We grow up developing a belief system based on how we’ve been taught; what our parents, teachers and friends think, what we’ve read and interpreted and what we have allowed to influence our own thinking. As a result we recall information based on our own selective memory regardless of whether that information is true or not. Psychologists call it confirmation bias and it’s a tendency for people to favour information that is based on their own preconceptions. Ultimately if someone tries to change our minds with facts and figures it feels combative, and like the donkey we dig our heels in and resist.
Stories on the other hand help prevent this confirmation bias because they take us on an emotional journey. They are a more gentle way of delivering information that the listener can accept because it’s a story and not delivering opposing facts to our belief system. When we tell an engaging story, the listener can see themselves in that story, and once they can see themselves in it the need to persuade disappears.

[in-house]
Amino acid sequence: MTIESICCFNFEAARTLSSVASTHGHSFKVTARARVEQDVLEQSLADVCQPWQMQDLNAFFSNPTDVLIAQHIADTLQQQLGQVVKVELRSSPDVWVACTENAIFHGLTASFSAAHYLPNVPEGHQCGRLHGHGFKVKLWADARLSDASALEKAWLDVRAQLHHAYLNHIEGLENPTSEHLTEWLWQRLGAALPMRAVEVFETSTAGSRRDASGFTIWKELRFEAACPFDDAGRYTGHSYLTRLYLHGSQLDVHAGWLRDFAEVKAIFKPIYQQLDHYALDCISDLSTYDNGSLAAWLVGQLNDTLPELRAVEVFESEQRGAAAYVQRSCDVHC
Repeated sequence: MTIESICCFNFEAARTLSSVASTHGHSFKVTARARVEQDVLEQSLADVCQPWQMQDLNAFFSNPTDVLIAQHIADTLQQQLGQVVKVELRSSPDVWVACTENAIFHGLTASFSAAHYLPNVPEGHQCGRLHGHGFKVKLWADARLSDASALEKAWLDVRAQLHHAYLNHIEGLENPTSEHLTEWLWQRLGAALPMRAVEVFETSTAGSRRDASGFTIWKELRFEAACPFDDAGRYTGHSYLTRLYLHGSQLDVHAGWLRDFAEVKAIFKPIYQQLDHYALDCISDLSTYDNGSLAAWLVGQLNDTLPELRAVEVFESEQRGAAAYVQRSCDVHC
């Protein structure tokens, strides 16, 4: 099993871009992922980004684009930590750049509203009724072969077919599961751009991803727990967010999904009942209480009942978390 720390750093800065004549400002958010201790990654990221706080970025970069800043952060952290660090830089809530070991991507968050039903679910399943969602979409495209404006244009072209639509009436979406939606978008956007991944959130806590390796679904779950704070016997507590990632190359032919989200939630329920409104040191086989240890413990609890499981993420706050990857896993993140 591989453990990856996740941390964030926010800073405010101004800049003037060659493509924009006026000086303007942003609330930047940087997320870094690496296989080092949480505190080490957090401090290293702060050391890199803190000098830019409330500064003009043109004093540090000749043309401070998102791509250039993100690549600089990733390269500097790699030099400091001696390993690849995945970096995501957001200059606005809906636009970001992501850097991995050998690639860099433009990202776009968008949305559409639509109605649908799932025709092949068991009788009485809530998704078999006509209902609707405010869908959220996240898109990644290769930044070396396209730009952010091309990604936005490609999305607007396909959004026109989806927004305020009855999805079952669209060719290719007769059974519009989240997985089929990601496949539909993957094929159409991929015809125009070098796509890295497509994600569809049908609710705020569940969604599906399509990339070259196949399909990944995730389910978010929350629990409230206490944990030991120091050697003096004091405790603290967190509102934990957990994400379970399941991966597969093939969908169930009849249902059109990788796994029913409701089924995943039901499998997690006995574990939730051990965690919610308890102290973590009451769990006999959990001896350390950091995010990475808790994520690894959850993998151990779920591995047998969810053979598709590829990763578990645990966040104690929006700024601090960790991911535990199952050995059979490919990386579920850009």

Stories support how we were taught to learn and how the mind works. Stories are memorable, in fact we are 20 times more likely to remember a fact if it’s wrapped in a story.
So when you next need to explain something to your sales team about targets going up or you want to deliver details of a new product, think about a story that can help evidence your facts and take your listeners on a journey. Not only will it be far more interesting to listen to, it will also bring more energy into your communication.
If you’d like to develop your own brand stories then read Create your Story for a few ideas.